For years I was part of a collective called “The Chamorro Information Activists” or the CIA. It started as a group of people who all were more liberal or progressive in their thinking coming together after being depressed at how conservative and militarized much of the Guam/Chamorro presence on the internet was. At this point, which was about 13 years ago, there was little to no critical thinking from a Chamorro perspective on the internet and so I remember when I left island to go to California for graduate school, it was frustrating trying to connect back home virtually, when so much out there was so uncritical. In different message boards and chat rooms I met a collection of people who felt the same as me. They didn’t necessarily know as much as me about things, as I had the privilege of being a graduate student where I sat around most days living off of student loans and just reading and writing, but there a gnawing feeling inside them, that the colonial comfort in which most Chamorros lived wasn’t enough, that there had to be more to our existence than waiting in line for federal hand outs and saluting their flag.
We lived all over the place. Some in Guam, most in the states. We started emailing each other. Messaging each other on Yahoo and MSN. This was a time before Youtube, Google and Facebook. We began to share ideas and information. We even helped each other with our responses to various websites when we would leave comments and strategize the best ways to take down what today are known as “trolls.” Back them we had various names for people who spent way too much time spreading hate and ignorance online. One of them which I definitely don’t use anymore was “Chaife” a fiery spirit who the Spanish said Chamorros believed would torment their souls. The connection was the “flaming” that went on with comments. “Atan Si Chaife” and “Nihi ta chagua Si Chaife” were common cries for aid. This was the first time that I actively began to use the term “agululumi” meaning to surround something by working together. We would agululumi the trolls and hope to neutralize them and capture them the way fishermen and hunters would do with their prey.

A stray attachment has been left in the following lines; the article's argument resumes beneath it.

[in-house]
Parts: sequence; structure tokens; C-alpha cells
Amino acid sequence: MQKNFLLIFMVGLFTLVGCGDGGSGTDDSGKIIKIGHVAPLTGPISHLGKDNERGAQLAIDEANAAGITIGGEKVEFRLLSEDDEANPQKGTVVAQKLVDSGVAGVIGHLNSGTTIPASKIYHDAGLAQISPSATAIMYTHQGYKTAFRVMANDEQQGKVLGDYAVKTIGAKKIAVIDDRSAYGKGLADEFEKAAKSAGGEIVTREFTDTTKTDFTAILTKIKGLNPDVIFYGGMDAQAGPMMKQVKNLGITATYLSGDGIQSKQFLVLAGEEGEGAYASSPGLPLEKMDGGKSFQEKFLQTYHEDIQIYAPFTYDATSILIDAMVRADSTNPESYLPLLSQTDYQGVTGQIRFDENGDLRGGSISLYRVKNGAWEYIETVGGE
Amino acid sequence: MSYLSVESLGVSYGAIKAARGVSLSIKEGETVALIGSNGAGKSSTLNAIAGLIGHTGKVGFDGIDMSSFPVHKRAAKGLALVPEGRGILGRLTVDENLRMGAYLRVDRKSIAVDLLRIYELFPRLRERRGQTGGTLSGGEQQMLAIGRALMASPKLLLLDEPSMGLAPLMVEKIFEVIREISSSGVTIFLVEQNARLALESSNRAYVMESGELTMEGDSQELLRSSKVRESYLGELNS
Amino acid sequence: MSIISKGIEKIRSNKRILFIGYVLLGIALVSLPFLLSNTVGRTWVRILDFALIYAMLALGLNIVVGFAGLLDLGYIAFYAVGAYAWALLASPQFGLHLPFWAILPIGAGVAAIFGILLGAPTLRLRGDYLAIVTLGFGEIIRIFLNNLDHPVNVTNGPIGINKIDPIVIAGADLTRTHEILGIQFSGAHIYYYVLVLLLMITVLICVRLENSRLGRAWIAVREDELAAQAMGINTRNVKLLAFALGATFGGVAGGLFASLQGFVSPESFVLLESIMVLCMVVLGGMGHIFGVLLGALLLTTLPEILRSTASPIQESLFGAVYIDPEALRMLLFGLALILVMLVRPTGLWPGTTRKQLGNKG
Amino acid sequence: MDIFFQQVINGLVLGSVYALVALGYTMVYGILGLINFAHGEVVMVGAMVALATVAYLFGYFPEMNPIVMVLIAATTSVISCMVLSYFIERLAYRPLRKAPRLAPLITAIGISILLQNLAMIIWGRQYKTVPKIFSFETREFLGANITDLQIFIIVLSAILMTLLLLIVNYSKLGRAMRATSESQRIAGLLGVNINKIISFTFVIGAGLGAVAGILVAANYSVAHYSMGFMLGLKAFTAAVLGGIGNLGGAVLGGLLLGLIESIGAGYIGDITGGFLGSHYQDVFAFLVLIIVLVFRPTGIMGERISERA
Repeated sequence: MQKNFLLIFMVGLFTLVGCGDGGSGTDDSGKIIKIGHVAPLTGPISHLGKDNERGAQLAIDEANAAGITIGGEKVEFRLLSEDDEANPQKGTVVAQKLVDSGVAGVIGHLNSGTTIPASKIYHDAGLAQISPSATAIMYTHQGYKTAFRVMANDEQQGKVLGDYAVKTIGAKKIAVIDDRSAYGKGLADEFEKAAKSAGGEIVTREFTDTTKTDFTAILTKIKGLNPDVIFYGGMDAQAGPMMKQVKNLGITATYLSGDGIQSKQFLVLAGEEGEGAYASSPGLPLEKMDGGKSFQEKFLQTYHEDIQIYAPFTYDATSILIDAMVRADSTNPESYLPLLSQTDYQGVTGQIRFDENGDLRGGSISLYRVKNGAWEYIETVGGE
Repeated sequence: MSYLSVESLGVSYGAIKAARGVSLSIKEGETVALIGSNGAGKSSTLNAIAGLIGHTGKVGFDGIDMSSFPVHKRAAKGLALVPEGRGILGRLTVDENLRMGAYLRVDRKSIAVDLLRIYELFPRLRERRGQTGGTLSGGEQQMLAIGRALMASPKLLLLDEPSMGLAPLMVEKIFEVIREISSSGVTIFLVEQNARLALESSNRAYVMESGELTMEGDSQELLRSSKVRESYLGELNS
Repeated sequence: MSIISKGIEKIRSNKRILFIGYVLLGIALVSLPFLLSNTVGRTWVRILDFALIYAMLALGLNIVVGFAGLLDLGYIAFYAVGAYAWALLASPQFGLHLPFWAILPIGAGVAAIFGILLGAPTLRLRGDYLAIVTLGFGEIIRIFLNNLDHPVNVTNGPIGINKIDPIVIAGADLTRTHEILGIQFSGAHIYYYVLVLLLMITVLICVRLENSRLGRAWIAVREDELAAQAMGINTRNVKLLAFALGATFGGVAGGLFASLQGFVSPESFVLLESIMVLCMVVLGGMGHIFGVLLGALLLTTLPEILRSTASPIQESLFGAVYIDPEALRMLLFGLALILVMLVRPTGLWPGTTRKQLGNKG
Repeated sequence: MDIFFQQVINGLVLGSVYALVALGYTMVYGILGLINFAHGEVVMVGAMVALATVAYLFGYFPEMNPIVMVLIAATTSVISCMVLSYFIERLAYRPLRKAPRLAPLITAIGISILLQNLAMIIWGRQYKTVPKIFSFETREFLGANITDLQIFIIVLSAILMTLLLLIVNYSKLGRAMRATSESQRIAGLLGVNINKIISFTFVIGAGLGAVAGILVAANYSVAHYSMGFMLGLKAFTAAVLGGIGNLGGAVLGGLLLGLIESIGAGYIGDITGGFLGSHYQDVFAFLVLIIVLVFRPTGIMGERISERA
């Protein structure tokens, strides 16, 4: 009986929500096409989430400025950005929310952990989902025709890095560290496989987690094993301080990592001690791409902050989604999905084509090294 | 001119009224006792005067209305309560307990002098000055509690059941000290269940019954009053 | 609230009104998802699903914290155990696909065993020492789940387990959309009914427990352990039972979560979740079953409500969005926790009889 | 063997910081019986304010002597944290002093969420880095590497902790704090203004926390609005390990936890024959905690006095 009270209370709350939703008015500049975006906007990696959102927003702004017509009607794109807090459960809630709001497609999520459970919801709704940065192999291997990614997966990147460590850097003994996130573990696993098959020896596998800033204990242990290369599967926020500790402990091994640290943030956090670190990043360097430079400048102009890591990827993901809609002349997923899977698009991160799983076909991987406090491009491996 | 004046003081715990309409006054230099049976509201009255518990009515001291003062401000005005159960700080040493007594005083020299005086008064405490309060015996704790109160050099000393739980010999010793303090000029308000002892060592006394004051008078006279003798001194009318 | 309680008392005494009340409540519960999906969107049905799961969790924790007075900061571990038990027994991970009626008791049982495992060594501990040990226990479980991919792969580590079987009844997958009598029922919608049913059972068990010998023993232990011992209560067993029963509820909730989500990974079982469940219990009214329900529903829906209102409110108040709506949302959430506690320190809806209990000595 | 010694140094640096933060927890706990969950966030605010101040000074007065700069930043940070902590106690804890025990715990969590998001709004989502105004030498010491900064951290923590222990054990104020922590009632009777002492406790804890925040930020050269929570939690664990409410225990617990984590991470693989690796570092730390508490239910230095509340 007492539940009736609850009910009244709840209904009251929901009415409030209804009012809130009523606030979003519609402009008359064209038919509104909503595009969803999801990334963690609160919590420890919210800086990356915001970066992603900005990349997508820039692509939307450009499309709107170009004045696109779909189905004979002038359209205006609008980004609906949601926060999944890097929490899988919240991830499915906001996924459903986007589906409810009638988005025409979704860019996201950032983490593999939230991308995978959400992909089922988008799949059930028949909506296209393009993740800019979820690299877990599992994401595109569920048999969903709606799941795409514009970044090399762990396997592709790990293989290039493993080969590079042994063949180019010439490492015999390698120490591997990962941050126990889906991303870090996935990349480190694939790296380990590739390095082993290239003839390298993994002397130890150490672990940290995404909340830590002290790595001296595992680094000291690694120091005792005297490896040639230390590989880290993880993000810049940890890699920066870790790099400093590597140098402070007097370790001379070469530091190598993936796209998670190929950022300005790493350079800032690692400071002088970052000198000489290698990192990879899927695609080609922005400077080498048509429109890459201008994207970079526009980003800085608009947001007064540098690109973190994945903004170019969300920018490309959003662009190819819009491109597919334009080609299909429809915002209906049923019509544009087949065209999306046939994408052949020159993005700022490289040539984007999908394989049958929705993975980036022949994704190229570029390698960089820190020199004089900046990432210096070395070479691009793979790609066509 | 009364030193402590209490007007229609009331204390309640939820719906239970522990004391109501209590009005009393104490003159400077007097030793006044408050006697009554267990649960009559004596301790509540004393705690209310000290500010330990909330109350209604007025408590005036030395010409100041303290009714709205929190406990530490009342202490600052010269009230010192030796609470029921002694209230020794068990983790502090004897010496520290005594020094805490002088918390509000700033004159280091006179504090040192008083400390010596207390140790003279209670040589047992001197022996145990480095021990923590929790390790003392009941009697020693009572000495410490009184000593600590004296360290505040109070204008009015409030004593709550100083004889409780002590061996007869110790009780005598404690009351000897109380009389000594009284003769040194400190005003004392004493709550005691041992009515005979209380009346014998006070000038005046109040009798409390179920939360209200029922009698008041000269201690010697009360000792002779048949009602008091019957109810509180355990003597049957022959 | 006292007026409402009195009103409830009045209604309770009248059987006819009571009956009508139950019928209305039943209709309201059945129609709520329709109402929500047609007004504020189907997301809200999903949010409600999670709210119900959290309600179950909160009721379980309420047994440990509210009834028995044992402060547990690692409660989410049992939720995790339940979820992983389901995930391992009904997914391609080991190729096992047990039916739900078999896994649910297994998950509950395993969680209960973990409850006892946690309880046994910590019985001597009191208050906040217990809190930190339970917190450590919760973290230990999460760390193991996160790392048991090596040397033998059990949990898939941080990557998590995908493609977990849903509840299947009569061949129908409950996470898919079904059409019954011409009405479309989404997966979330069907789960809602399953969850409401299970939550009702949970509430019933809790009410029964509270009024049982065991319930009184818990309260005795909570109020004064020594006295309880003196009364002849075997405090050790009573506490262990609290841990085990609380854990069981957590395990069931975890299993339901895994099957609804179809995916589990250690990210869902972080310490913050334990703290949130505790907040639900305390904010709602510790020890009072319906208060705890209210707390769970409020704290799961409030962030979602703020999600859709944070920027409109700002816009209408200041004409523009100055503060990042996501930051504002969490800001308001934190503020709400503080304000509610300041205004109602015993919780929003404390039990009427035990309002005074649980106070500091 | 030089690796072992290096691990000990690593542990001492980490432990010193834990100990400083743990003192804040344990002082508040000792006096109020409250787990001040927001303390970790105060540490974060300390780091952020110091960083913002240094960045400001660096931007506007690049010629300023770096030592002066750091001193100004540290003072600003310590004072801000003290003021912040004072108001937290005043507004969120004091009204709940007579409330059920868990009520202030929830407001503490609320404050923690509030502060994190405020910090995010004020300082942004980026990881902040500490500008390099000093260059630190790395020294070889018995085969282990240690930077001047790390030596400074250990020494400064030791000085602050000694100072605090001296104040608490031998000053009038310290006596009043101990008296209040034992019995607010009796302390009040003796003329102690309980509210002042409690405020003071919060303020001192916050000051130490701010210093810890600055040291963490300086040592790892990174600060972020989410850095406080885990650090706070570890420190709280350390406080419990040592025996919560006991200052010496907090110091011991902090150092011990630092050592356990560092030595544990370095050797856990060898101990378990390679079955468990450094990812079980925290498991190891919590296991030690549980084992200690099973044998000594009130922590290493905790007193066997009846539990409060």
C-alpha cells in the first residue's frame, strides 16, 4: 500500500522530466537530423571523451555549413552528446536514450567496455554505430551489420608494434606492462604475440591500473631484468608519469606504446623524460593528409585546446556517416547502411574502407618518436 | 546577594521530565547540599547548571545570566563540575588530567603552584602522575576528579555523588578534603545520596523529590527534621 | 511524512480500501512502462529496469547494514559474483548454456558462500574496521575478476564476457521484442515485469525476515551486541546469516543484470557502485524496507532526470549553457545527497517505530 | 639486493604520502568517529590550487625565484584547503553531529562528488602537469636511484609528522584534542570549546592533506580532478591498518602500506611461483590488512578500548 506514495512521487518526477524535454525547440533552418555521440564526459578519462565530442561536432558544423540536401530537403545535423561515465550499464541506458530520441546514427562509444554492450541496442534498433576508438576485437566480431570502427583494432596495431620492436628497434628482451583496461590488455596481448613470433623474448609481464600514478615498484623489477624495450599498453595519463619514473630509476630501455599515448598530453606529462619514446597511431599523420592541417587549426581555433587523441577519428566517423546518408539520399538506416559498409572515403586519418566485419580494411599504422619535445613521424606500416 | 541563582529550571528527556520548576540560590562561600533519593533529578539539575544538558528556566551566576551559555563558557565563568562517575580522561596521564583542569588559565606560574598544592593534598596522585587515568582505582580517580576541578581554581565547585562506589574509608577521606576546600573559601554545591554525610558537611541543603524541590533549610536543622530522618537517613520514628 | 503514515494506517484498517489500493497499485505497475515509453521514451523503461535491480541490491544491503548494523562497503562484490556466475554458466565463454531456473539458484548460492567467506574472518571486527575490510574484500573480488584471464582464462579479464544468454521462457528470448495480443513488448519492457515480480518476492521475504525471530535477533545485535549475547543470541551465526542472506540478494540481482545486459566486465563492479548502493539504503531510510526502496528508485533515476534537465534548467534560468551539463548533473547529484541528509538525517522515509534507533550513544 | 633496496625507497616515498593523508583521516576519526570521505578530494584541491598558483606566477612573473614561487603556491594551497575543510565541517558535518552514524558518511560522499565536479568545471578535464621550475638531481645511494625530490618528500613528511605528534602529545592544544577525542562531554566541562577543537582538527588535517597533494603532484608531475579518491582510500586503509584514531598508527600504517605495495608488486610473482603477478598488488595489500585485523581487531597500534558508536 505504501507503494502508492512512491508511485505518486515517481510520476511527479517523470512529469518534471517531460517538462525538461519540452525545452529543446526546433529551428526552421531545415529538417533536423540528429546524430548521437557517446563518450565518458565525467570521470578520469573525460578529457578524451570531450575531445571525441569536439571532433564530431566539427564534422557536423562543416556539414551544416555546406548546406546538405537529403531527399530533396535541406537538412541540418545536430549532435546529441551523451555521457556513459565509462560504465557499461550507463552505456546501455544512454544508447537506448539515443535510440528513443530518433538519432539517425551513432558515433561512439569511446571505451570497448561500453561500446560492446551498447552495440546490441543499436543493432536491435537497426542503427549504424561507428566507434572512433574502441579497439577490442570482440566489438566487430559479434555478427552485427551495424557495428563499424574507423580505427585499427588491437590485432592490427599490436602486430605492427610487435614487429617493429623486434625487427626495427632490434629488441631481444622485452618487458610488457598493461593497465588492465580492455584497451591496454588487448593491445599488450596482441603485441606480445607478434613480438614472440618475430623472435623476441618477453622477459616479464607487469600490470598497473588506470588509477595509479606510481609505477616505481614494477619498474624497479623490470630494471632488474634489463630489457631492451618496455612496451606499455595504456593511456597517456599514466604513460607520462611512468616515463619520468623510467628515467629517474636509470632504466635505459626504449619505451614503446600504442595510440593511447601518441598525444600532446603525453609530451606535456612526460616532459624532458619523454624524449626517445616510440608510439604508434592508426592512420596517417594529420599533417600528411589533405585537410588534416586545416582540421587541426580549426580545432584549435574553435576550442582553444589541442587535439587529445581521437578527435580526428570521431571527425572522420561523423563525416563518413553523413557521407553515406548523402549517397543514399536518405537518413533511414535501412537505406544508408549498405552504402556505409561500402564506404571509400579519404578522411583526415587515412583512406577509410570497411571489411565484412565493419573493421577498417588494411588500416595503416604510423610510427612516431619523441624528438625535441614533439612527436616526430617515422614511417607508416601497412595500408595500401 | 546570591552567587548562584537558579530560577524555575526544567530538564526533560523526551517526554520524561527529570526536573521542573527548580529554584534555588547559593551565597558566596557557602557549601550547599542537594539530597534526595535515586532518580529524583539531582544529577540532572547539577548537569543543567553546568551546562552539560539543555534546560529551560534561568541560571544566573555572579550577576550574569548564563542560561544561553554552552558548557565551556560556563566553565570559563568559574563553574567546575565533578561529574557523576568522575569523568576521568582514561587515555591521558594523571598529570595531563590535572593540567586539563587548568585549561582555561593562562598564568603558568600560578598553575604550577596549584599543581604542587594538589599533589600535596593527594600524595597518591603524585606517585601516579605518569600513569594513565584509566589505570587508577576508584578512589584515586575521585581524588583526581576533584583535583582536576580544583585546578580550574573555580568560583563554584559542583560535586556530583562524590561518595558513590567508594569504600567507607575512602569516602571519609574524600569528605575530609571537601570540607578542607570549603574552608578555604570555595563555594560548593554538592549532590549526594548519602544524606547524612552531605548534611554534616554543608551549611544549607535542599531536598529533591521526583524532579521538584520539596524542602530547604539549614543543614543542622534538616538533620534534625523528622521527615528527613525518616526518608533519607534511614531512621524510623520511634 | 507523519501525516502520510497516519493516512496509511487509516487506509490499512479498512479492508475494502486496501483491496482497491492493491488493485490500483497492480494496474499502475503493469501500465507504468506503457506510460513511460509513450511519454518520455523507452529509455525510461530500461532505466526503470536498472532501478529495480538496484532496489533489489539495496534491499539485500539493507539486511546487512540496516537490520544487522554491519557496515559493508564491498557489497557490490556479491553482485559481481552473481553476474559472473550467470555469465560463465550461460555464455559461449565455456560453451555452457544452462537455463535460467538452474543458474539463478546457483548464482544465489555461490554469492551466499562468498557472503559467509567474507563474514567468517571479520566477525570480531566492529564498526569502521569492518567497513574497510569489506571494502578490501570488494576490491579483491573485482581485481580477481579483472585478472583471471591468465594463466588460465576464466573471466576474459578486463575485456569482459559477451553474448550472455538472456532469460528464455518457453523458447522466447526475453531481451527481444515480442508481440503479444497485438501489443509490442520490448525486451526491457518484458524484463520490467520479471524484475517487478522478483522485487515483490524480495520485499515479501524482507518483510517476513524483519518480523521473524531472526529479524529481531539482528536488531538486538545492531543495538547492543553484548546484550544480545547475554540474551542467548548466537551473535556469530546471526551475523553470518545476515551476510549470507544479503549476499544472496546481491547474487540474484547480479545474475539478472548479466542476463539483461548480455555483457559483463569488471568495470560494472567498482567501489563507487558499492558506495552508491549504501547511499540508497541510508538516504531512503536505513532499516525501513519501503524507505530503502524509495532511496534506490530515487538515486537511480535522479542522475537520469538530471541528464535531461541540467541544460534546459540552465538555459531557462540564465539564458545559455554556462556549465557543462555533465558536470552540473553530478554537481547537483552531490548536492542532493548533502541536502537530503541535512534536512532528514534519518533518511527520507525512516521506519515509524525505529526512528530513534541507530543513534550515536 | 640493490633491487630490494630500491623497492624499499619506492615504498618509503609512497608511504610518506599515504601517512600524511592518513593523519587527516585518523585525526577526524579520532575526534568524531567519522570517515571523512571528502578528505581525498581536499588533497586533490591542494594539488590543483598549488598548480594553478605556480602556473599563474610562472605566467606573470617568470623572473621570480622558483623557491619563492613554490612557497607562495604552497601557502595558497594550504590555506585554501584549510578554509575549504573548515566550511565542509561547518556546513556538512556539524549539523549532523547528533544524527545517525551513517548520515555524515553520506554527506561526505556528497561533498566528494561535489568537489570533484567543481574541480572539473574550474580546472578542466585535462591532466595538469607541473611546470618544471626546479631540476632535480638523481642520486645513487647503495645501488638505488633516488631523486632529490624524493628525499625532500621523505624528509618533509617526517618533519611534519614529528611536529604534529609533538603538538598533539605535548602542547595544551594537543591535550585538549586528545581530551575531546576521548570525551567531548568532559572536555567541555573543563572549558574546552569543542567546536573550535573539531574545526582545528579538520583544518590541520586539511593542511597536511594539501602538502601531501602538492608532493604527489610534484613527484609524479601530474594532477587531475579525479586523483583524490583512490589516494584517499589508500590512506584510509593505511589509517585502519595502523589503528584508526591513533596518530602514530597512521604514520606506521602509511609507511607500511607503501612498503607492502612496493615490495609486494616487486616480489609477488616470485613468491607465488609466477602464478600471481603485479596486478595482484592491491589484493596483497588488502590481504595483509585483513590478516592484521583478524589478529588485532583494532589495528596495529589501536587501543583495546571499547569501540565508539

From this loose collective, we eventually began to build an infrastructure. The first online Chamorro classes I ever created came from this. We made a few websites, most notably a page that became known as both “Kopbla Amerika” and “Free Guahan.” We started an online zine called “Minagahet” which initially was only emailed to about 50 people, but the last issue I sent out in 2010 went to more than 1000. We even had our own message board “Fanatgueyan” which was a place where more critical and progressive voices tended to dominate. As part of this movement in my own life I began my blog “No Rest for the Awake – Minagahet Chamorro” which I have run for more than 10 years now.
This collective which we referred to jokingly as The Chamorro Information Activists disappeared a long time ago. I still have most of the things we wrote, they still float around the internet, appearing in random places. I never met most of them and haven’t been in touch with any for many years. I wonder if any of them will wander onto this website and see this post, a tribute to the work that we did and how I’ve done my best to keep it going.